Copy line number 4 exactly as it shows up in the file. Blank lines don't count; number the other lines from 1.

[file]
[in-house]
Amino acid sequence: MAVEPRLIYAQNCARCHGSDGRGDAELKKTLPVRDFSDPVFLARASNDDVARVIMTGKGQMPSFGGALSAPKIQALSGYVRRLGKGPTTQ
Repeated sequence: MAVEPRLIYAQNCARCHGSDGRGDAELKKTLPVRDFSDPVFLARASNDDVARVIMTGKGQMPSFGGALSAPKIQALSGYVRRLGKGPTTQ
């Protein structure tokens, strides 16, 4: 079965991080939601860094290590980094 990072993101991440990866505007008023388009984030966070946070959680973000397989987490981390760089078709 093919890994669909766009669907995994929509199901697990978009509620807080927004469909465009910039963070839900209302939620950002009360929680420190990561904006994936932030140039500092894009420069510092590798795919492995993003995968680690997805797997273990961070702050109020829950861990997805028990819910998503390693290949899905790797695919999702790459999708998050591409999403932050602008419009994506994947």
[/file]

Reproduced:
């Protein structure tokens, strides 16, 4: 079965991080939601860094290590980094 990072993101991440990866505007008023388009984030966070946070959680973000397989987490981390760089078709 093919890994669909766009669907995994929509199901697990978009509620807080927004469909465009910039963070839900209302939620950002009360929680420190990561904006994936932030140039500092894009420069510092590798795919492995993003995968680690997805797997273990961070702050109020829950861990997805028990819910998503390693290949899905790797695919999702790459999708998050591409999403932050602008419009994506994947």